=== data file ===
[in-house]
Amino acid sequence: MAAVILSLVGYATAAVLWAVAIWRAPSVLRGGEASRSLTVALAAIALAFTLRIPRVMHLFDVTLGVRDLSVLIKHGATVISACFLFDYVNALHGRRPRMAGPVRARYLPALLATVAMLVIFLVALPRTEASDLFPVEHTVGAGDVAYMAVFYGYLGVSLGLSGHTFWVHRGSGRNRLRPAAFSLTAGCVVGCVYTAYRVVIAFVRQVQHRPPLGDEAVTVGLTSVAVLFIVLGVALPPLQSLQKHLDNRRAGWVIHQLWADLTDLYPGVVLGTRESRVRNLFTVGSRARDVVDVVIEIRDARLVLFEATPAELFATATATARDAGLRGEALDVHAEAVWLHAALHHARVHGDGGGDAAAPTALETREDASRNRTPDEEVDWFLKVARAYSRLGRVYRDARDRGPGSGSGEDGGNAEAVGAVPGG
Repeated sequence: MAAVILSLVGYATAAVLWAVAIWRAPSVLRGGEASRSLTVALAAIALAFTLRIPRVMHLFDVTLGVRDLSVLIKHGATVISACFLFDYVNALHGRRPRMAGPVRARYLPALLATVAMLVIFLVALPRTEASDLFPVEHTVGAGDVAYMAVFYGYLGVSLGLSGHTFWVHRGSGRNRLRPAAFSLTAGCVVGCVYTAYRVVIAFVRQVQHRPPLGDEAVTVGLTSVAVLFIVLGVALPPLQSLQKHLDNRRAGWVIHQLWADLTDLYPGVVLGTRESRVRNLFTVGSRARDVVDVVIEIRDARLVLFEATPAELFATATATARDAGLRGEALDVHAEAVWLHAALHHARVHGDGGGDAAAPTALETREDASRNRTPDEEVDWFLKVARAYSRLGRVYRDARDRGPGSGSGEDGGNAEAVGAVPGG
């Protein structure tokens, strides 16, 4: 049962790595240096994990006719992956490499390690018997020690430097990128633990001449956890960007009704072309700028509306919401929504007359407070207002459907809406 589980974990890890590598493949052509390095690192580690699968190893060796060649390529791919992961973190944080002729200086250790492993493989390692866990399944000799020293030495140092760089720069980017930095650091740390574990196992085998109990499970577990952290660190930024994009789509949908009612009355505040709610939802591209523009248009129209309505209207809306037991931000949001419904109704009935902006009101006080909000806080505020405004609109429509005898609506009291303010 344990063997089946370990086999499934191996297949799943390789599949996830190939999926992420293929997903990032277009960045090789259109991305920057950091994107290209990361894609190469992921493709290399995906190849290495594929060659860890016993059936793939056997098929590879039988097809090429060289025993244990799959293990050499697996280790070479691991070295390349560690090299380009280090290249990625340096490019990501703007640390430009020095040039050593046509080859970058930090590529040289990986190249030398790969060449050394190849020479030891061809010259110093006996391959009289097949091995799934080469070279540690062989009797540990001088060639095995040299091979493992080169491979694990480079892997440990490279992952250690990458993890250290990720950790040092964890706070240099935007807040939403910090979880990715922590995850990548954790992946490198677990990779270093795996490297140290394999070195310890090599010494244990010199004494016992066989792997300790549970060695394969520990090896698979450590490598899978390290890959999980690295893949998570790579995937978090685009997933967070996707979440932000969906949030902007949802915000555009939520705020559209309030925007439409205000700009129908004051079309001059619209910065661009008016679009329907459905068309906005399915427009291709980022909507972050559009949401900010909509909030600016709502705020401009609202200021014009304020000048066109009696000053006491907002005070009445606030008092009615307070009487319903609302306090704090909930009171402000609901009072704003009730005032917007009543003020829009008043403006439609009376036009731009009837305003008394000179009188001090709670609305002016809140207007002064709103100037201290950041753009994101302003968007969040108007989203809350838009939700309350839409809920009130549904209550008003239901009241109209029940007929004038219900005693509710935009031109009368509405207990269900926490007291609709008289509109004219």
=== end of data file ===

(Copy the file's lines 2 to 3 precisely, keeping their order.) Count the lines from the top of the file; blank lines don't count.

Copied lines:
Amino acid sequence: MAAVILSLVGYATAAVLWAVAIWRAPSVLRGGEASRSLTVALAAIALAFTLRIPRVMHLFDVTLGVRDLSVLIKHGATVISACFLFDYVNALHGRRPRMAGPVRARYLPALLATVAMLVIFLVALPRTEASDLFPVEHTVGAGDVAYMAVFYGYLGVSLGLSGHTFWVHRGSGRNRLRPAAFSLTAGCVVGCVYTAYRVVIAFVRQVQHRPPLGDEAVTVGLTSVAVLFIVLGVALPPLQSLQKHLDNRRAGWVIHQLWADLTDLYPGVVLGTRESRVRNLFTVGSRARDVVDVVIEIRDARLVLFEATPAELFATATATARDAGLRGEALDVHAEAVWLHAALHHARVHGDGGGDAAAPTALETREDASRNRTPDEEVDWFLKVARAYSRLGRVYRDARDRGPGSGSGEDGGNAEAVGAVPGG
Repeated sequence: MAAVILSLVGYATAAVLWAVAIWRAPSVLRGGEASRSLTVALAAIALAFTLRIPRVMHLFDVTLGVRDLSVLIKHGATVISACFLFDYVNALHGRRPRMAGPVRARYLPALLATVAMLVIFLVALPRTEASDLFPVEHTVGAGDVAYMAVFYGYLGVSLGLSGHTFWVHRGSGRNRLRPAAFSLTAGCVVGCVYTAYRVVIAFVRQVQHRPPLGDEAVTVGLTSVAVLFIVLGVALPPLQSLQKHLDNRRAGWVIHQLWADLTDLYPGVVLGTRESRVRNLFTVGSRARDVVDVVIEIRDARLVLFEATPAELFATATATARDAGLRGEALDVHAEAVWLHAALHHARVHGDGGGDAAAPTALETREDASRNRTPDEEVDWFLKVARAYSRLGRVYRDARDRGPGSGSGEDGGNAEAVGAVPGG